Column Description: This column will explore ways to cultivate creativity, community, and connections. Beyond connecting people with materials, it will consider how to forge connections between people and their community, people and their creativity, people, and other people. With a focus on collaboration and the philosophy that great things can happen when nobody cares who gets the credit, this column intends to provide inspiration and encouragement to cultivate imagination and develop a creative community.
I never intended to become a librarian. Had I known that librarians are renegades in disguise, I would have signed up sooner, though. I like to picture us as caped crusaders defending a pile of books while slaying dragons of intolerance.
But when I first walked into the Sinclairville Free Library, I was simply a mom hoping to socialize my daughter at Story Hour and check out a stack of books. I never expected this little library in a tiny village to expand my world and creativity in so many ways.
I grew up in Boonville, New York, in the foothills of the Adirondacks. Boonville is a wonderful small town with a historic and beautiful rock-faced library building of local limestone. I liked the librarian because she let me check out books from the grown-up section when I was too small to look over the checkout counter (see what I mean about renegades in disguise?) But I was not inspired to follow in her comfy-shoe footsteps.
After graduation, I traveled some and landed in Southern California for a time. Someone wrote that Southern California is like “someone tipped the United States so that everything that wasn’t screwed on tight landed there.” (You can draw your own conclusions here.) I can’t provide a proper citation for this quote, which is not very librarianish. In full disclosure, I am not really a librarian, although I’ve stopped trying to explain this to people who insist on giving me that esteemed title.
When I walked into the Sinclairville Free Library that first time, I never expected that in a few years I would be trusted to manage the whole operation. I was given a place and space to cultivate my own creativity as well as the opportunity to create a community of creators.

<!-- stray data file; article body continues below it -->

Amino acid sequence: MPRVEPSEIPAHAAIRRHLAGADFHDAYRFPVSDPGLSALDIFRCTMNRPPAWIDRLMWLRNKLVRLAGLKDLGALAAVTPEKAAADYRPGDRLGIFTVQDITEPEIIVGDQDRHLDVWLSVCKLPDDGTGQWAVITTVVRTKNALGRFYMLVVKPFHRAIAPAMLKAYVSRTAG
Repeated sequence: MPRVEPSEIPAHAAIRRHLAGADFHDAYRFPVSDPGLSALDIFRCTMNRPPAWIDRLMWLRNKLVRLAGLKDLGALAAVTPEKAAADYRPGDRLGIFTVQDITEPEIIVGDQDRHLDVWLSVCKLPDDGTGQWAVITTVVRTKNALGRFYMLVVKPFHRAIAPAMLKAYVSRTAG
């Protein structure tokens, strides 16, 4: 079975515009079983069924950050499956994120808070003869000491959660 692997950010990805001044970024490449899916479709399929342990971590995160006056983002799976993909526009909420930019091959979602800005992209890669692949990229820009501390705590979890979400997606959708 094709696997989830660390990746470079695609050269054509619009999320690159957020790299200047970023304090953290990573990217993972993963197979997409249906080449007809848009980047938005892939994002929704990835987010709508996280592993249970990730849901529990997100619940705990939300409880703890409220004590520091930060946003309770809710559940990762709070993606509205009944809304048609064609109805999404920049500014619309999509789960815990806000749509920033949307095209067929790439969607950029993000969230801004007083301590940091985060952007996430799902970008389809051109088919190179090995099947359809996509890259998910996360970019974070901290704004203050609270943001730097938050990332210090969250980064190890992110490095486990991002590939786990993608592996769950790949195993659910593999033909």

The Write Circle group for writers has met each week for eighteen years under my leadership. This creative community has cultivated writers who have written their memoirs, poetry, novels, personal essays, short stories, and children’s books. Family stories that might otherwise have been lost are now preserved for future generations. Initiating and maintaining this group is one of the achievements I’m most proud of, and I’m eager to share what I’ve learned in the process.
Now more than ever we need to use our creativity to explore new ways to confront the challenges of these pandemic times. Being creative helps manage stress and maintain mental and emotional wellness. In this column, I hope to share your stories as well.
My goal is for this corner of the Voice to become a supportive creative community of its own. Please contact me at email@example.com to share your stories and comments or questions that I’ll do my best to answer in my own librarianish renegade way.
Writing Prompt: Thinking outside the box has become a cliché. Write some offbeat renegade metaphors to illustrate the concept.
Beth Hadley is the Library Manager of the Sinclairville Free Library in western NY. Her library career began when she volunteered to facilitate a group for writers at the library. The Write Circle has continued to meet under her leadership for over 18 years, having successfully transitioned to the virtual environment in March 2020. When the position of Library Assistant became available, she applied for the job since she already haunted the library offering unsolicited reader’s advisories. Upon her promotion to Library Manager, Beth threw her plans to be a reclusive writer out the window with no regrets. She holds a BA and MA in English from SUNY Fredonia, and her poetry has been published in the Time of Singing journal as well as in Wordstock (Poets’ Hall Press, 2016) and Coast to Coast: The Route 20 Anthology (Foothills Publishing, 2018). Beth believes that every person has a story to tell and that there is tremendous value in sharing those stories. Outside of the library, she enjoys looking out the window to observe birds at the feeder while claiming to be plotting the Great American Novel. She can also be found watching Beverly Hillbilly reruns, shamelessly laughing when Granny trips over her rocking chair and does a somersault. Don’t let the cardigan fool you.